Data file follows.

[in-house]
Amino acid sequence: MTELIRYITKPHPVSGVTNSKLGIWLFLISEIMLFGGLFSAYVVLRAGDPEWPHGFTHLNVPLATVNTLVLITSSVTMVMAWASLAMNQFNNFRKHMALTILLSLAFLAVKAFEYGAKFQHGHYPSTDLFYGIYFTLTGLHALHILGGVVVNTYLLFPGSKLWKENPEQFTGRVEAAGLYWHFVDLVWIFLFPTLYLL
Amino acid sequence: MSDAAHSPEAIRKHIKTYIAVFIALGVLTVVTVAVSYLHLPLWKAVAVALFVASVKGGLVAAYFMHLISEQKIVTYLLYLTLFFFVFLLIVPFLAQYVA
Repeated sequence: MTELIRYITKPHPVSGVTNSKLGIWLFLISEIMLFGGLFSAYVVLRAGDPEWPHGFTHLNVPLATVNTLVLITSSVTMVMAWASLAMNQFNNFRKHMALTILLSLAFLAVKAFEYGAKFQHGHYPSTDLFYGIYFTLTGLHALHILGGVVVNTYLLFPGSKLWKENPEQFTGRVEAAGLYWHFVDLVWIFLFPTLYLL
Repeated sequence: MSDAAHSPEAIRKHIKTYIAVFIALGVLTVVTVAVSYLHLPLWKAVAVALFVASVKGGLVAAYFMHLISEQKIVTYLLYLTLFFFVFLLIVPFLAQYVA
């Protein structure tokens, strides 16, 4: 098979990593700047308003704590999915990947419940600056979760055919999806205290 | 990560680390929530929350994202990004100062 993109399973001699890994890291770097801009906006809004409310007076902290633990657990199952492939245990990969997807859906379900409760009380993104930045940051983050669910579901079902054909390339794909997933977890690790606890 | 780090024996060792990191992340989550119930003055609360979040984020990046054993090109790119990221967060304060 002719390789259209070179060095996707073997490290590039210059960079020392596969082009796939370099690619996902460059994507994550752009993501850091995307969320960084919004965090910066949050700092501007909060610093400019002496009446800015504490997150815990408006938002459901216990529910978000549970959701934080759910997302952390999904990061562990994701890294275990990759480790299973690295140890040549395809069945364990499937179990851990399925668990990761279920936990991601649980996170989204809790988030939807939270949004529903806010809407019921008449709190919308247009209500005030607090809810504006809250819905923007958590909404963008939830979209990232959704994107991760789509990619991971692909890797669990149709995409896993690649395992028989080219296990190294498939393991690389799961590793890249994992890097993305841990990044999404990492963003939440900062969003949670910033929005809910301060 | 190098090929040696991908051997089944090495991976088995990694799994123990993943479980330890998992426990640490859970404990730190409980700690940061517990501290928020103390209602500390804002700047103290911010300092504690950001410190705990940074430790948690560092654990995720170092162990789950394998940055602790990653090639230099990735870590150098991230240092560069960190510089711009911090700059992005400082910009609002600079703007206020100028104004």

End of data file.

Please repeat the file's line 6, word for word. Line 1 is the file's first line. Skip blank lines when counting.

């Protein structure tokens, strides 16, 4: 098979990593700047308003704590999915990947419940600056979760055919999806205290 | 990560680390929530929350994202990004100062 993109399973001699890994890291770097801009906006809004409310007076902290633990657990199952492939245990990969997807859906379900409760009380993104930045940051983050669910579901079902054909390339794909997933977890690790606890 | 780090024996060792990191992340989550119930003055609360979040984020990046054993090109790119990221967060304060 002719390789259209070179060095996707073997490290590039210059960079020392596969082009796939370099690619996902460059994507994550752009993501850091995307969320960084919004965090910066949050700092501007909060610093400019002496009446800015504490997150815990408006938002459901216990529910978000549970959701934080759910997302952390999904990061562990994701890294275990990759480790299973690295140890040549395809069945364990499937179990851990399925668990990761279920936990991601649980996170989204809790988030939807939270949004529903806010809407019921008449709190919308247009209500005030607090809810504006809250819905923007958590909404963008939830979209990232959704994107991760789509990619991971692909890797669990149709995409896993690649395992028989080219296990190294498939393991690389799961590793890249994992890097993305841990990044999404990492963003939440900062969003949670910033929005809910301060 | 190098090929040696991908051997089944090495991976088995990694799994123990993943479980330890998992426990640490859970404990730190409980700690940061517990501290928020103390209602500390804002700047103290911010300092504690950001410190705990940074430790948690560092654990995720170092162990789950394998940055602790990653090639230099990735870590150098991230240092560069960190510089711009911090700059992005400082910009609002600079703007206020100028104004």